A few days ago, someone published the phone numbers and other account information of hundreds of millions of Facebook users on a cybercrime forum. We're talking about information that is now 'free' but which had been circulating on the web months before and that even Facebook refers to as material extracted from its platform in 2019. This case comes in addition to several previous ones that have cast serious doubt on this widely used social network's security. Let's take a look!
If you were asked why you use Facebook, what would you answer (that is if you use it)? Perhaps your reason wouldn't be too far from the funny remark expressed by Gewirtz in ZDNet: "We all use Facebook because it's the only way we can know what people we haven't talked to in years have eaten for dinner." But, whatever your reason for using it, have you been aware of its security and user data handling issues? One of the most mentioned incidents has been the Cambridge Analytica scandal, where Facebook shared the data of millions of its users without their consent to that British company, mainly for political advertising. Apart from this, there have been cases of harvesting of user email contacts without permission, passwords stored in plain text, and, well, information leaks, our concern here.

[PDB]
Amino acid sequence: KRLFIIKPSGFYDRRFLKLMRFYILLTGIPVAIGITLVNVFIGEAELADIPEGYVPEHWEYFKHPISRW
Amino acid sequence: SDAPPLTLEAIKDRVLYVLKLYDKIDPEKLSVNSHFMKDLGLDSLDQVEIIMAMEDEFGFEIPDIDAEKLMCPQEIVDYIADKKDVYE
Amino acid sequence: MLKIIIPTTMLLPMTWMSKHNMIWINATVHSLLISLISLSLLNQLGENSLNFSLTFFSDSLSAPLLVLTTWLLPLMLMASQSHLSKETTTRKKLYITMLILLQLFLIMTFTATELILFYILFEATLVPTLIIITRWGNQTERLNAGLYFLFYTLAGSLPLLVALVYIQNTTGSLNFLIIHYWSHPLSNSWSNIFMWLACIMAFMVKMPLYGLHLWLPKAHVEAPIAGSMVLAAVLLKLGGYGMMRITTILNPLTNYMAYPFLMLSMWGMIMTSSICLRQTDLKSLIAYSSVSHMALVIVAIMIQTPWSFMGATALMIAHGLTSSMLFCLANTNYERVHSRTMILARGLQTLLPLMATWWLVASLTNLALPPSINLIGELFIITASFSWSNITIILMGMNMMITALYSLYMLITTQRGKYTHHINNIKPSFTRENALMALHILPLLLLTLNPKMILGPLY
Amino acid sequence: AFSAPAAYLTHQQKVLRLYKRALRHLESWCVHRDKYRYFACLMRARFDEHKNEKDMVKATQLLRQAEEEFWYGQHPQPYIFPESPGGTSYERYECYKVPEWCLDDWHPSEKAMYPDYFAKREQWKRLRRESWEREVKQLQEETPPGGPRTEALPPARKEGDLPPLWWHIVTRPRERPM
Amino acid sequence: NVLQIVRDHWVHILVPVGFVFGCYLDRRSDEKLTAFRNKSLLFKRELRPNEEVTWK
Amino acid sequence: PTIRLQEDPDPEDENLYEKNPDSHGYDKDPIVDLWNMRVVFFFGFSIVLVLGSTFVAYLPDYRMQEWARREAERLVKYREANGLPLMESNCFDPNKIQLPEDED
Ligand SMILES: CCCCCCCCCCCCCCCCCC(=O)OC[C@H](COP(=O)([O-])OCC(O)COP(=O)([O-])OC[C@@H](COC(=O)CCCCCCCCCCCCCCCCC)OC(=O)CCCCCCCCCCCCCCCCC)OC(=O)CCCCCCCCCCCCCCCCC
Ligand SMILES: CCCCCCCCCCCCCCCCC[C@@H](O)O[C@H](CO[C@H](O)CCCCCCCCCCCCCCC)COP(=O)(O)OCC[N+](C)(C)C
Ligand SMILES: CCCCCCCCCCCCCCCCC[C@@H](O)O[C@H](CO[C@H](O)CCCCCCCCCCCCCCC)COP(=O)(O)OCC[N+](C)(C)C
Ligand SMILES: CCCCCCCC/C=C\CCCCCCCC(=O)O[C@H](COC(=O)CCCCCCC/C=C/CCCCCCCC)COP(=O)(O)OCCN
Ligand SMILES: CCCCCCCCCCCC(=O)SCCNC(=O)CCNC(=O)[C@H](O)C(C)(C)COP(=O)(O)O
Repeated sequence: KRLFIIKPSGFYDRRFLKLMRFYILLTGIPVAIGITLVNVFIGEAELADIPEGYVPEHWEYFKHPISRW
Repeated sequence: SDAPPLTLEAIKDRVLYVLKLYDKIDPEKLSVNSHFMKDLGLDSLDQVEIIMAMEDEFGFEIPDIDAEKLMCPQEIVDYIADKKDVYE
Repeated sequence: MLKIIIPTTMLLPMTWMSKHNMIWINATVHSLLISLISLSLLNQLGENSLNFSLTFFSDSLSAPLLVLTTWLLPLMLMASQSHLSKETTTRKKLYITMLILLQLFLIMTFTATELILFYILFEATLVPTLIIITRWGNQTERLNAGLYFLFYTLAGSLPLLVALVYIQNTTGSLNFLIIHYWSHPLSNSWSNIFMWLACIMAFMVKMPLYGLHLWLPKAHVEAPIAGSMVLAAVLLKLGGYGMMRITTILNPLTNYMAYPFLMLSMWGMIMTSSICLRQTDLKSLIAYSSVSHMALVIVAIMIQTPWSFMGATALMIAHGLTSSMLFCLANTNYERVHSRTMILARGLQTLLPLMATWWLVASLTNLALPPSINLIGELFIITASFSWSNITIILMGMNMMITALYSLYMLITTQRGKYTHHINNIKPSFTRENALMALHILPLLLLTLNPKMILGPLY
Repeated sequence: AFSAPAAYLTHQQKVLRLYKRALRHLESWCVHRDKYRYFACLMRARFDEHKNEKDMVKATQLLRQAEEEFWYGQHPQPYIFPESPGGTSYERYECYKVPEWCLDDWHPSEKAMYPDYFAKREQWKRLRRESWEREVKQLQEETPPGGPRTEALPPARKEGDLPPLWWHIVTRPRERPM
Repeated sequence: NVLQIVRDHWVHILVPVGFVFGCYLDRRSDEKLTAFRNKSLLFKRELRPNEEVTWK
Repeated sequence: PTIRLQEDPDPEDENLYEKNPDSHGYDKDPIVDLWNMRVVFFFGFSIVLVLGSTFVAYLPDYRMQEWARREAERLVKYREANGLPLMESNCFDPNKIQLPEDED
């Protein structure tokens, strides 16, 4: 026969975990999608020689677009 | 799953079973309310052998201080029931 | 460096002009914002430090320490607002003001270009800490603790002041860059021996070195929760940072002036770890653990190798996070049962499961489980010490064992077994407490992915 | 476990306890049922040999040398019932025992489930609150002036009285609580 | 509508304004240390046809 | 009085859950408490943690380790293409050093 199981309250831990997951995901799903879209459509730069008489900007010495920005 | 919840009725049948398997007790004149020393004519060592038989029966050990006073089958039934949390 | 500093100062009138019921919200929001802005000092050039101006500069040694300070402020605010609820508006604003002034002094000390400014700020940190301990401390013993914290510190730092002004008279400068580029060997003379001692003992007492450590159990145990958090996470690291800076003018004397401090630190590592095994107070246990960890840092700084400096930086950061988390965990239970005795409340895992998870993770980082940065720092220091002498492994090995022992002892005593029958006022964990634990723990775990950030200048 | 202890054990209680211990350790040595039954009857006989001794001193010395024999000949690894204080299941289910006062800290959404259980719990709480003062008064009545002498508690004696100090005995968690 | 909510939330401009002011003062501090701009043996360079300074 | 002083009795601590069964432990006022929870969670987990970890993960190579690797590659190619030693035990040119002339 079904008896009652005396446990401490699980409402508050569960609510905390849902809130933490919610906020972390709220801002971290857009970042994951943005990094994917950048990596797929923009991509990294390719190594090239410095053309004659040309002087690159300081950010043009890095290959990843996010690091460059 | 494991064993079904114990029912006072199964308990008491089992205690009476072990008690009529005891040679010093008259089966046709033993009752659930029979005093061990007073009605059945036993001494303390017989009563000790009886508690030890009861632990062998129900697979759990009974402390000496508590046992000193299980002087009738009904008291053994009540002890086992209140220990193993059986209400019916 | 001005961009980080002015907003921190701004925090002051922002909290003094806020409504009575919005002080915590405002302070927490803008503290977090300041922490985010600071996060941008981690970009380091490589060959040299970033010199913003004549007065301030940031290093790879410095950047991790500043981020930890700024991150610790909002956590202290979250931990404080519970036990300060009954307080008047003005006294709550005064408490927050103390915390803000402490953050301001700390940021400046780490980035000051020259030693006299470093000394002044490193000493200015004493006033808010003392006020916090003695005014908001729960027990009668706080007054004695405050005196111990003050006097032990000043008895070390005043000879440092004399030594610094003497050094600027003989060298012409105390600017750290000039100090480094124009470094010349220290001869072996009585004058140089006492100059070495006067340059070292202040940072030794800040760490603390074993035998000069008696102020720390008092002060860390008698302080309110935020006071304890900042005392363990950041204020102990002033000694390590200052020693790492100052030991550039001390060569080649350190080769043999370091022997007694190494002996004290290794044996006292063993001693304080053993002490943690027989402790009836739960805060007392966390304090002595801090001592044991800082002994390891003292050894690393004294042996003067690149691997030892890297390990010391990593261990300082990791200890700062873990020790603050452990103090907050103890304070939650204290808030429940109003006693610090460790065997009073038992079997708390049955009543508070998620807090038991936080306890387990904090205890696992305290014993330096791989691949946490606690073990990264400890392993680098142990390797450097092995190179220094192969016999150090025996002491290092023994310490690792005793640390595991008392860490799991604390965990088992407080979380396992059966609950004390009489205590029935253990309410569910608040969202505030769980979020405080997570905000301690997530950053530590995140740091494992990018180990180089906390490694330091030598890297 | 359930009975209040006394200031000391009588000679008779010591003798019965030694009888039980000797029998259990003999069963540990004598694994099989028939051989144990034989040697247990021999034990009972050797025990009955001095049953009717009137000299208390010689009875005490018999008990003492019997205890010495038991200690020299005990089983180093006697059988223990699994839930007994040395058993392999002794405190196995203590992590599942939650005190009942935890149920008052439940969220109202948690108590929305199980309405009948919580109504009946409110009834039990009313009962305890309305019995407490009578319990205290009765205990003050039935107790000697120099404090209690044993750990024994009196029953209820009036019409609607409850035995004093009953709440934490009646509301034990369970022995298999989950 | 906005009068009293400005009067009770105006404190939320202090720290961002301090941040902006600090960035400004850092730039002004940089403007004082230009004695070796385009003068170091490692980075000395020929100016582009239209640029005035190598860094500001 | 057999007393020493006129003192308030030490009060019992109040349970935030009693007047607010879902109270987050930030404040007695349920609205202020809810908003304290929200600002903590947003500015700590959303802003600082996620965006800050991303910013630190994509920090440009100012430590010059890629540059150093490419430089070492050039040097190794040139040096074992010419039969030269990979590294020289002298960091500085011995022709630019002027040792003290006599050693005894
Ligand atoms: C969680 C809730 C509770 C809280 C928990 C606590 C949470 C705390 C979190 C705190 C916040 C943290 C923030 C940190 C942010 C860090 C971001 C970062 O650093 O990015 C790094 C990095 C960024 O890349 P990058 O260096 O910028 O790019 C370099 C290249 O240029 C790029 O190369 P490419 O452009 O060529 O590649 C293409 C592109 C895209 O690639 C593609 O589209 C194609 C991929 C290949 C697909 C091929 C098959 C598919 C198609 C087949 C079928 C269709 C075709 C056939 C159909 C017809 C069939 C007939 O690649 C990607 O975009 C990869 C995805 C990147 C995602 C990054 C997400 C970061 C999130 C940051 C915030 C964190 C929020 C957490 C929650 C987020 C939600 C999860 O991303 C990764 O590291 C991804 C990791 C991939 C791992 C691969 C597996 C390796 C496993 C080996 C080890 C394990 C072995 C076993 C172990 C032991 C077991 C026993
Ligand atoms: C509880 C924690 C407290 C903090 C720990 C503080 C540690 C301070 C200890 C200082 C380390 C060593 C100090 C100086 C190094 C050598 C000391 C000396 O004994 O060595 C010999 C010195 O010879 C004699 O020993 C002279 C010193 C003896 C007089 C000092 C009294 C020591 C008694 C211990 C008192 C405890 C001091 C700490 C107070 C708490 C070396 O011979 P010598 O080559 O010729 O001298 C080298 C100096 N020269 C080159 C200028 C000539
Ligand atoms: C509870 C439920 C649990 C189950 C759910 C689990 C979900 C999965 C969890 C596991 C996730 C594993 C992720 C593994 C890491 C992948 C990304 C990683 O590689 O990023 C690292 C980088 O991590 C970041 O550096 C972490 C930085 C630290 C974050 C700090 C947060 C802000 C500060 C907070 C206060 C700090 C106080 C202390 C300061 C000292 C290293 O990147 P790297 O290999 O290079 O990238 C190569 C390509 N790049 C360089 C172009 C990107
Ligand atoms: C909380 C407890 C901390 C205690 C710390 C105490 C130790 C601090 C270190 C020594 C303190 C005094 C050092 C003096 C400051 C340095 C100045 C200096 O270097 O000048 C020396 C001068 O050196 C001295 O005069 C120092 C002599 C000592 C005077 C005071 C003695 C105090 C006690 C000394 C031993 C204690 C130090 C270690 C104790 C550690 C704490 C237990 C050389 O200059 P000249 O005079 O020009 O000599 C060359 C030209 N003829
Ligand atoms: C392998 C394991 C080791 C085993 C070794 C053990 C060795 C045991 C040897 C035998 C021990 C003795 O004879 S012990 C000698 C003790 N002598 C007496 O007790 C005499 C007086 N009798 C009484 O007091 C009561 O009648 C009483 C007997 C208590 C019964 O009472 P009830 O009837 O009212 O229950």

On this occasion, the information that has been made public corresponds to 533,313,128 Facebook users. Apparently, almost all the records include the user's ID (a long number linked to the account), name, gender and a piece of information that makes this situation more alarming: their phone number. We can also find data such as the user's email address, relationship status, date of birth, occupation, city, among others, in some records. These data are part of the user profiles, and the passwords have not been exposed. However, phone numbers, now public, are information that usually remains private within accounts.
In this database, the affected users are separated by country (although Africa is listed, perhaps referring to South Africa). The threat actor(s) registered 106 nations (the list may show 107, but there's an error with Tunisia appearing twice) and specified the total number of users for each of them. For instance, in rounded figures, the U.S. has 32.3M records; Colombia, 18.0M; Mexico, 13.3M; Peru, 8.1M; Chile, 6.9M, and Panama, 1.5M.